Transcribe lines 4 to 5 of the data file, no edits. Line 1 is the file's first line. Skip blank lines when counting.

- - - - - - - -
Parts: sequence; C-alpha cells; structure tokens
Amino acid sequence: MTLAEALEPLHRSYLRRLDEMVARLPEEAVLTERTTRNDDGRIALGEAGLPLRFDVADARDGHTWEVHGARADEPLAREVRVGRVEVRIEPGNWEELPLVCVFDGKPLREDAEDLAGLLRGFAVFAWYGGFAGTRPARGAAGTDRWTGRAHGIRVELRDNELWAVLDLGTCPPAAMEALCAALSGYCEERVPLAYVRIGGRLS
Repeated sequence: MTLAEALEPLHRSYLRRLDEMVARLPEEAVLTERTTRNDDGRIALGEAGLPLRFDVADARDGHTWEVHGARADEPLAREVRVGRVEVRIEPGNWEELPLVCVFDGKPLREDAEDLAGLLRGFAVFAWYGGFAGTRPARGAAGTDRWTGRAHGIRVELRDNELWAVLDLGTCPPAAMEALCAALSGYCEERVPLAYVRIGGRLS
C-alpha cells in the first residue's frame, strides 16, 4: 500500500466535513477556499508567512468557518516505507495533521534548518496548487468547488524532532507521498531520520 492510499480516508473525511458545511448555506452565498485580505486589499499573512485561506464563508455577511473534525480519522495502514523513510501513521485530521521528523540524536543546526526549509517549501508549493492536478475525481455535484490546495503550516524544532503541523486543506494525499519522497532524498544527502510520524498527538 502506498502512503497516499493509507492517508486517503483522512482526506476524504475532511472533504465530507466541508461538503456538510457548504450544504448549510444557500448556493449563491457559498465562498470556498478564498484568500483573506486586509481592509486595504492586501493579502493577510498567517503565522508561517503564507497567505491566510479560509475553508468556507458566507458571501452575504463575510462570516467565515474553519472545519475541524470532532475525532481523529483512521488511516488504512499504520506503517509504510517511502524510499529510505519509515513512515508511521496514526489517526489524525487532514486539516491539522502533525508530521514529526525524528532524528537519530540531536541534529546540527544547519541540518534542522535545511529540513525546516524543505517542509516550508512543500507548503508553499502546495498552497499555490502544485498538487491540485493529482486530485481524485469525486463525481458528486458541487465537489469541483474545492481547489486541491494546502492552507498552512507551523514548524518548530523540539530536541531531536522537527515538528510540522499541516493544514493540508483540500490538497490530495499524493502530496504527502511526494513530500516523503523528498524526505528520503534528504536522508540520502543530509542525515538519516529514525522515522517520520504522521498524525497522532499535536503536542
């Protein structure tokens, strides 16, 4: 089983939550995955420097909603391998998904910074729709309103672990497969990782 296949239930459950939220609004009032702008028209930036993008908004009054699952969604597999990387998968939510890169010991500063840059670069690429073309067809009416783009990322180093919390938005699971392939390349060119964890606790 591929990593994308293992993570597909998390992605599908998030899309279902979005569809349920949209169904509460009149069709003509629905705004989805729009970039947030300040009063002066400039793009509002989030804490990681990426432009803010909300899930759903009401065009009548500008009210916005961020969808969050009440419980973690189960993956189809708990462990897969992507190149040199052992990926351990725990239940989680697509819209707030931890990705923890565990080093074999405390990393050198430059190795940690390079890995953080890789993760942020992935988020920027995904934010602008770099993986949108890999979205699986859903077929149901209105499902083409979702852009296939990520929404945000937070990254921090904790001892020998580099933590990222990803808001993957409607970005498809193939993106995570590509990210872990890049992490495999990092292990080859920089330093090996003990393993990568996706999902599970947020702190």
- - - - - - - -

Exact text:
C-alpha cells in the first residue's frame, strides 16, 4: 500500500466535513477556499508567512468557518516505507495533521534548518496548487468547488524532532507521498531520520 492510499480516508473525511458545511448555506452565498485580505486589499499573512485561506464563508455577511473534525480519522495502514523513510501513521485530521521528523540524536543546526526549509517549501508549493492536478475525481455535484490546495503550516524544532503541523486543506494525499519522497532524498544527502510520524498527538 502506498502512503497516499493509507492517508486517503483522512482526506476524504475532511472533504465530507466541508461538503456538510457548504450544504448549510444557500448556493449563491457559498465562498470556498478564498484568500483573506486586509481592509486595504492586501493579502493577510498567517503565522508561517503564507497567505491566510479560509475553508468556507458566507458571501452575504463575510462570516467565515474553519472545519475541524470532532475525532481523529483512521488511516488504512499504520506503517509504510517511502524510499529510505519509515513512515508511521496514526489517526489524525487532514486539516491539522502533525508530521514529526525524528532524528537519530540531536541534529546540527544547519541540518534542522535545511529540513525546516524543505517542509516550508512543500507548503508553499502546495498552497499555490502544485498538487491540485493529482486530485481524485469525486463525481458528486458541487465537489469541483474545492481547489486541491494546502492552507498552512507551523514548524518548530523540539530536541531531536522537527515538528510540522499541516493544514493540508483540500490538497490530495499524493502530496504527502511526494513530500516523503523528498524526505528520503534528504536522508540520502543530509542525515538519516529514525522515522517520520504522521498524525497522532499535536503536542
């Protein structure tokens, strides 16, 4: 089983939550995955420097909603391998998904910074729709309103672990497969990782 296949239930459950939220609004009032702008028209930036993008908004009054699952969604597999990387998968939510890169010991500063840059670069690429073309067809009416783009990322180093919390938005699971392939390349060119964890606790 591929990593994308293992993570597909998390992605599908998030899309279902979005569809349920949209169904509460009149069709003509629905705004989805729009970039947030300040009063002066400039793009509002989030804490990681990426432009803010909300899930759903009401065009009548500008009210916005961020969808969050009440419980973690189960993956189809708990462990897969992507190149040199052992990926351990725990239940989680697509819209707030931890990705923890565990080093074999405390990393050198430059190795940690390079890995953080890789993760942020992935988020920027995904934010602008770099993986949108890999979205699986859903077929149901209105499902083409979702852009296939990520929404945000937070990254921090904790001892020998580099933590990222990803808001993957409607970005498809193939993106995570590509990210872990890049992490495999990092292990080859920089330093090996003990393993990568996706999902599970947020702190």